LONDON • Bitcoin has erased all the gains it notched following Tesla's Feb 8 announcement that it would use corporate cash to buy the digital asset and accept it as a form of payment for its vehicles.
The world's largest cryptocurrency has dropped roughly 40 per cent from its record of almost US$65,000 and was trading at US$39,360 as at 6.36am in London yesterday, a level last seen before the electric carmaker disclosed its investment.
Fuelling the volatility is Tesla chief executive Elon Musk, who surprised crypto advocates last week with an announcement that the company would no longer accept bitcoin as payment. The mood grew darker over the weekend as bitcoin fell about 15 per cent as Mr Musk doubled down on his criticism of the cryptocurrency's environmental load.
Then on Tuesday, the People's Bank of China reiterated that digital tokens cannot be used as a form of payment, highlighting the regulatory risk hanging over cryptocurrencies. That helped to send bitcoin back to pre-Feb 8 levels.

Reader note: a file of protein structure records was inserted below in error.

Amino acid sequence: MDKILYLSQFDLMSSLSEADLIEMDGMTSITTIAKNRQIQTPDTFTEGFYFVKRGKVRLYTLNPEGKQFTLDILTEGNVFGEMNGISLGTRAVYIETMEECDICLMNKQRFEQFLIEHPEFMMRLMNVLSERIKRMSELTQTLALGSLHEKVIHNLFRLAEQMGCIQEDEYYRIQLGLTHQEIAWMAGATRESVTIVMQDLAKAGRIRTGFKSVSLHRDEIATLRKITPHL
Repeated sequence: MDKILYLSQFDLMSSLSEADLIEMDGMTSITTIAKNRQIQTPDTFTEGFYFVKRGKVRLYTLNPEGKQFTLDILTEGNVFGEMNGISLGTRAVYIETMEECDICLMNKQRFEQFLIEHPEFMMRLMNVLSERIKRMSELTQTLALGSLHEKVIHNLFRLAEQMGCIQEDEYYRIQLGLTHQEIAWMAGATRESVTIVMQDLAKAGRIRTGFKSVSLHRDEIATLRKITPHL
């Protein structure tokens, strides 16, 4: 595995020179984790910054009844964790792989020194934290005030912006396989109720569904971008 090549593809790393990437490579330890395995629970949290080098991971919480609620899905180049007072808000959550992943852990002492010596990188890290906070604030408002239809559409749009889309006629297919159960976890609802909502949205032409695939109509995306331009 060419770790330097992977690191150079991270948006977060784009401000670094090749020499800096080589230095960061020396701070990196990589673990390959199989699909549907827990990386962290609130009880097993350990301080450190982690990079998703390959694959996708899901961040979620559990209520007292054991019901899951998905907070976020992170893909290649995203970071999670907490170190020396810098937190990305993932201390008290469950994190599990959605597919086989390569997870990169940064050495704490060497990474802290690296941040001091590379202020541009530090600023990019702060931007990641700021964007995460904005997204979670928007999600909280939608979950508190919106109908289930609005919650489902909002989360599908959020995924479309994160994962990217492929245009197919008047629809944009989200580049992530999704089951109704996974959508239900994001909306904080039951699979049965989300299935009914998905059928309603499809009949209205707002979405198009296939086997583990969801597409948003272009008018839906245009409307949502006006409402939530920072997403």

"These huge swings we have seen in crypto really highlight the speculative nature of crypto as an asset," said Ms Fiona Cincotta, senior financial markets analyst at City Index. "We've got Elon Musk driving trades in the crypto world and stirring trouble, not for the first time, and I can't imagine it will be the last time either."
Mr Musk has become a Svengali-like character in the crypto world. Bitcoin embarked on a multi-month rally following Tesla's February announcement and hit its US$64,870 peak in large part owing to the company's embrace of the coin.
Tesla's acceptance was dubbed a watershed moment by many in the crypto sector, who saw it as yet another step in the asset's evolution.
All that has been wiped out after Mr Musk sent investors into a tizzy following a mass of tweets.
He said Tesla would suspend car purchases using the token and called recent energy consumption trends "insane". Over the weekend, after implying his company might have sold its bitcoin holdings, he posted tweets clarifying it had not. All of it sent traders scrambling.
"I don't think his comments are contributing to making it a more serious asset class," said Mr David Bianco, chief investment officer of the Americas at DWS Group.
"Professional investors don't want to hear about investments being talked about on Saturday Night Live."